7. The UK Food Standards Agency (FSA) recommends a limit of two portions of oil-rich fish per week for pregnant and breastfeeding women (and those who may become pregnant). Oil-rich fish is a rich source of long-chain omega-3 fatty acids which are thought to help protect against heart disease and are important for the development of your baby’s brain and nervous system. The upper limit on oil-rich fish consumption is to avoid the risk of exposure to dioxins and polychlorinated biphenyls (PCBs), which are environmental pollutants. Pregnant women are also advised to avoid marlin, shark and swordfish, and limit their intake of tuna due to the risk of exposure to methylmercury, which at high levels can be harmful to the developing nervous system of the baby.2
  8. You don’t need to eat for two. The average weight gain in pregnancy is 10-12 kilograms or 22-28lbs. Gaining too much weight can affect your health and increase your blood pressure, so cut down on foods high in fat and sugar. However, it is just as important not to diet during pregnancy as this will limit your baby’s nutrition. Eating healthily and being active will help moderate your weight gain. Your midwife can advise on suitable exercise during pregnancy.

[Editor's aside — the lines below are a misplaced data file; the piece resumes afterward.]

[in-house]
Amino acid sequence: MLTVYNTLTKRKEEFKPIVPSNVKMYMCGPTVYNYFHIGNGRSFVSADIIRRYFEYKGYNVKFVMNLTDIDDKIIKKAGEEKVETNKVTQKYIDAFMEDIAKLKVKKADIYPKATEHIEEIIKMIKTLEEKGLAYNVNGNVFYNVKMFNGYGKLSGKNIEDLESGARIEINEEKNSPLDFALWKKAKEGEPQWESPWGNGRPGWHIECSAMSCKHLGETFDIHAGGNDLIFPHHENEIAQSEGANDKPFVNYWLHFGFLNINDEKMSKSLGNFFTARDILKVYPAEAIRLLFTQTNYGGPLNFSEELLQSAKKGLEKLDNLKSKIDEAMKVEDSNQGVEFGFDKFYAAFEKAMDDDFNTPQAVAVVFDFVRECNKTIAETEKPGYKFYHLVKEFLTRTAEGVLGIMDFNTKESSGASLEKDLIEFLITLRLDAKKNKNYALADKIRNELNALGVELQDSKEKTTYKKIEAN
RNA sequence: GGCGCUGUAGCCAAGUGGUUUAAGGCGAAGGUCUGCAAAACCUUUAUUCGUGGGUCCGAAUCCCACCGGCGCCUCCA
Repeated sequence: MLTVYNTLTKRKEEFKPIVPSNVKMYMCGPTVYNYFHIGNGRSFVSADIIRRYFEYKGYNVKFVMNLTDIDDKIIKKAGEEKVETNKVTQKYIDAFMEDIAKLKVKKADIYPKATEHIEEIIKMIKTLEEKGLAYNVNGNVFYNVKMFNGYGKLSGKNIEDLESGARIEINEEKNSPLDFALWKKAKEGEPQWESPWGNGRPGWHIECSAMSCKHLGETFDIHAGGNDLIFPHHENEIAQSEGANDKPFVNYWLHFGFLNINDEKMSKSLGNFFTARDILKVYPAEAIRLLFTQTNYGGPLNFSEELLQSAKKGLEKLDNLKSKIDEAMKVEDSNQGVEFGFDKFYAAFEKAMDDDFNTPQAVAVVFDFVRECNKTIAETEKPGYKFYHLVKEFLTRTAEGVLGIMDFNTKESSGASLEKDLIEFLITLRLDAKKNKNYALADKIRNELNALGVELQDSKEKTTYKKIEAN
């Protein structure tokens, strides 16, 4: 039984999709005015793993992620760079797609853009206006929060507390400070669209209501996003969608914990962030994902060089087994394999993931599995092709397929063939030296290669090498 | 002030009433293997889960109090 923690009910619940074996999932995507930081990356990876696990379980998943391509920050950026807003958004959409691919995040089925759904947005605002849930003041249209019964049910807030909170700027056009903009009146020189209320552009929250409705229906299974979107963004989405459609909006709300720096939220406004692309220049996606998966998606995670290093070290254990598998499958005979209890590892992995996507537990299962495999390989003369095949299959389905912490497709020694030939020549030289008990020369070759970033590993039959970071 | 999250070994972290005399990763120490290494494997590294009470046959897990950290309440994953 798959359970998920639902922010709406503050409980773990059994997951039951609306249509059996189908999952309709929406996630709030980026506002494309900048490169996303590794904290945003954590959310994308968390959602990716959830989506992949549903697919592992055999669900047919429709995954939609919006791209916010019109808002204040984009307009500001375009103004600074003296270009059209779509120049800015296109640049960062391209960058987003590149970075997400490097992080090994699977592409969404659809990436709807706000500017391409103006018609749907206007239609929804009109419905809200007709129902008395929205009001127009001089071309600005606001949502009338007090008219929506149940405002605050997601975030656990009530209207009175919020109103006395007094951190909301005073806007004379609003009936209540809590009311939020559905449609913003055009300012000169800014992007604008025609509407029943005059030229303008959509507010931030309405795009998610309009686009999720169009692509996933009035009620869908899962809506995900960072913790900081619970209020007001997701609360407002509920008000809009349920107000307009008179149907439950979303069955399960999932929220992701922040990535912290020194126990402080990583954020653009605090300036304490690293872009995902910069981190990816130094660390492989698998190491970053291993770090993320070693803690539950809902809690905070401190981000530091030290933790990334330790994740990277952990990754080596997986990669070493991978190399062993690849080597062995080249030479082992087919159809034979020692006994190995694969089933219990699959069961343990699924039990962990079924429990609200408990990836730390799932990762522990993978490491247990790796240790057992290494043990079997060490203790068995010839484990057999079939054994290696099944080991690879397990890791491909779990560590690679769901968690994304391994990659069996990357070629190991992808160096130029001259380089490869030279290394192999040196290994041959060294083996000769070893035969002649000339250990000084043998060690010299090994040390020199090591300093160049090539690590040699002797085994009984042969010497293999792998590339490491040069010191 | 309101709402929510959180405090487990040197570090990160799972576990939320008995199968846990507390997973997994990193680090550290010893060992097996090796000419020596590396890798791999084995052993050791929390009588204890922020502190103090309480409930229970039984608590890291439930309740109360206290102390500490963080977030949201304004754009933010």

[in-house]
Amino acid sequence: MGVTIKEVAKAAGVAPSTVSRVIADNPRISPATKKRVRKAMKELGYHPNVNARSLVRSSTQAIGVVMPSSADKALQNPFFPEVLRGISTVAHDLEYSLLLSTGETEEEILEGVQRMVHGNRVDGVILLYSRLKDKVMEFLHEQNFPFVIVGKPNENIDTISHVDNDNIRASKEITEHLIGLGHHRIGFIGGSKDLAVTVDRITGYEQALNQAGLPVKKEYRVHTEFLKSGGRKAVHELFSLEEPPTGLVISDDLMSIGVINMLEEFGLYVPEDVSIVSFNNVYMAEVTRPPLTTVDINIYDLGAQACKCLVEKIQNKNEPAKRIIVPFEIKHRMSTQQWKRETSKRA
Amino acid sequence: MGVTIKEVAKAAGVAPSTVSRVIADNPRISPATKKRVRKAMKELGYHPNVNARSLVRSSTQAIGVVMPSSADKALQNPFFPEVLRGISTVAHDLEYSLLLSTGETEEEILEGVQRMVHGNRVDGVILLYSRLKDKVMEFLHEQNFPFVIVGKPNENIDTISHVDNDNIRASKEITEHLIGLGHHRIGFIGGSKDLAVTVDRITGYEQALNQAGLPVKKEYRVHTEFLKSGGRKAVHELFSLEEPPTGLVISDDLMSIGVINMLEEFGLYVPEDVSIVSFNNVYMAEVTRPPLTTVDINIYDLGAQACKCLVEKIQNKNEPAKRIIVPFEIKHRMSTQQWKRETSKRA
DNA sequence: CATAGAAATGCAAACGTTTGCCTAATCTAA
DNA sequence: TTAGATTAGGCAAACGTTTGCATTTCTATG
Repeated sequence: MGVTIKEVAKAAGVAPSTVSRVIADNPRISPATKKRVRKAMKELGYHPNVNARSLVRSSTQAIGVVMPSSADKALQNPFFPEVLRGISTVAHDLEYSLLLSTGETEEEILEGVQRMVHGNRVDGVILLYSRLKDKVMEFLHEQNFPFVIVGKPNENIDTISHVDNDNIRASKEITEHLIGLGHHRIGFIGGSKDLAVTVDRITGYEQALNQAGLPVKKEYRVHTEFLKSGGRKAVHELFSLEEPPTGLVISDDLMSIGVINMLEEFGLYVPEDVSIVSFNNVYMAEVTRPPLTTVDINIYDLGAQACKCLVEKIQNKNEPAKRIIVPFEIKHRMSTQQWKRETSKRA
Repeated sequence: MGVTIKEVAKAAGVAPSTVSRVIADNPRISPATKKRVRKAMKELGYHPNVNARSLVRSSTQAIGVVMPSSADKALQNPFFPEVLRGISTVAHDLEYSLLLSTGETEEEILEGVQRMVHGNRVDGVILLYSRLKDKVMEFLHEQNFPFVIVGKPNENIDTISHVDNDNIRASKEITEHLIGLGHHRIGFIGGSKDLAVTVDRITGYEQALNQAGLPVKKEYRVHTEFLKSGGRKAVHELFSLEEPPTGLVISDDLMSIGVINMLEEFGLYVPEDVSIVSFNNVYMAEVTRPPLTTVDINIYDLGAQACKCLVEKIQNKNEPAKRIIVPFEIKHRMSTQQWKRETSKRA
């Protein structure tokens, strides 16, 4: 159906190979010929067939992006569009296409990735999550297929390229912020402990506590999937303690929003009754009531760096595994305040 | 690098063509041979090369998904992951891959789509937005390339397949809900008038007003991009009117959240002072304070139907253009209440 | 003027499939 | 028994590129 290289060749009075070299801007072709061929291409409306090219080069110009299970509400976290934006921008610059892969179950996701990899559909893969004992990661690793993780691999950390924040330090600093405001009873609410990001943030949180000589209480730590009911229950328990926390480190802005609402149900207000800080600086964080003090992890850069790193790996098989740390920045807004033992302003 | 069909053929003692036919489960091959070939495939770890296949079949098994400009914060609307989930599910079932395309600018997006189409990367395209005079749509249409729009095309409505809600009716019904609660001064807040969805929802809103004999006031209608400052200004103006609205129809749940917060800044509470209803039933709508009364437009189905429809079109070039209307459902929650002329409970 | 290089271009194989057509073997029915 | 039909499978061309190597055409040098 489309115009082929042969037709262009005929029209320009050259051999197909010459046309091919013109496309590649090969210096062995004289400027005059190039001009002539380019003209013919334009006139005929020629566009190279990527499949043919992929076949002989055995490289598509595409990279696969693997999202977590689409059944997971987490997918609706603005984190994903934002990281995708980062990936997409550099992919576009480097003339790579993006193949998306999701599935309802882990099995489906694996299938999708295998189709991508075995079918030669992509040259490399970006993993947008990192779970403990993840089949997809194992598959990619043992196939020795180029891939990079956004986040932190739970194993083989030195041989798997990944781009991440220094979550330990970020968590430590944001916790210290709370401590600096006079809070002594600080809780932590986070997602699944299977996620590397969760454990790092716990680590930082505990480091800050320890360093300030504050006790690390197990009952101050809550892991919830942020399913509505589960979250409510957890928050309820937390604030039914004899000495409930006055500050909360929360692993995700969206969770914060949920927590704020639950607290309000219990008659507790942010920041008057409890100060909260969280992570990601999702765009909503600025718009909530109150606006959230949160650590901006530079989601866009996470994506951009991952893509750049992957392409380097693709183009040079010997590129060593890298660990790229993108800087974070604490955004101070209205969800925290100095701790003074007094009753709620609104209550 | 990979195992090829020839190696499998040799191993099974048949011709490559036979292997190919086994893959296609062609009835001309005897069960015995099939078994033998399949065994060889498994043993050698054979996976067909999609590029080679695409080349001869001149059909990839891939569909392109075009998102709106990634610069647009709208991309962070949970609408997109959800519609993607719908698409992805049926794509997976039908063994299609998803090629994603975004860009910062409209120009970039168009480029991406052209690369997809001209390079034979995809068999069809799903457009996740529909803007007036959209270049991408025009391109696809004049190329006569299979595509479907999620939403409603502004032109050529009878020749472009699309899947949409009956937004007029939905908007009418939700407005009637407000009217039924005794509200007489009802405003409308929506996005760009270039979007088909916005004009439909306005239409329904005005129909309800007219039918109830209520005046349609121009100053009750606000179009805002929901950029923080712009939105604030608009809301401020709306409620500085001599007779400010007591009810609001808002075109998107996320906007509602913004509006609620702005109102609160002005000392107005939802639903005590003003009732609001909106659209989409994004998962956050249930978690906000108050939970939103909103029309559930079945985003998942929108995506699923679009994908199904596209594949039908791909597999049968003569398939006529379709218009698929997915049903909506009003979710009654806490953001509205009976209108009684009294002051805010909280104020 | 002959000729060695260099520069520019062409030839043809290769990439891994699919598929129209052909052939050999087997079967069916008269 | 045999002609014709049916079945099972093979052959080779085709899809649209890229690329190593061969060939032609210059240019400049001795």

9. Drink plenty of water and other fluids. Pregnant women tend to get dehydrated faster than usual, so drinking plenty of water and other fluids is important; especially when exercising or if the weather is hot.
  10. If your appetite is poor try eating small amounts of food throughout the day rather than having three main meals. If you suffer from nausea and vomiting, or 'morning sickness', eat little and often, every two or three hours - even if you're not hungry.